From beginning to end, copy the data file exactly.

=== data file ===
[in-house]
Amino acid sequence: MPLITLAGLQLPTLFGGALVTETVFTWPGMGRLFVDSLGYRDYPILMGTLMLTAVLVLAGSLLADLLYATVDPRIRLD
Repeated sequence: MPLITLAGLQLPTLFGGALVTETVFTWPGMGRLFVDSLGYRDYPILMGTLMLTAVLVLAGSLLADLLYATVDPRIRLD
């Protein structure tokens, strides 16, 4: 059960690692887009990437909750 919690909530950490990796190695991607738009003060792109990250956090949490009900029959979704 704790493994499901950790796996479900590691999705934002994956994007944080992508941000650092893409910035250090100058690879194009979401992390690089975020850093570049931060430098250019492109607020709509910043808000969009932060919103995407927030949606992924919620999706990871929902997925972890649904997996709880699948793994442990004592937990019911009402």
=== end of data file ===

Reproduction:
[in-house]
Amino acid sequence: MPLITLAGLQLPTLFGGALVTETVFTWPGMGRLFVDSLGYRDYPILMGTLMLTAVLVLAGSLLADLLYATVDPRIRLD
Repeated sequence: MPLITLAGLQLPTLFGGALVTETVFTWPGMGRLFVDSLGYRDYPILMGTLMLTAVLVLAGSLLADLLYATVDPRIRLD
């Protein structure tokens, strides 16, 4: 059960690692887009990437909750 919690909530950490990796190695991607738009003060792109990250956090949490009900029959979704 704790493994499901950790796996479900590691999705934002994956994007944080992508941000650092893409910035250090100058690879194009979401992390690089975020850093570049931060430098250019492109607020709509910043808000969009932060919103995407927030949606992924919620999706990871929902997925972890649904997996709880699948793994442990004592937990019911009402």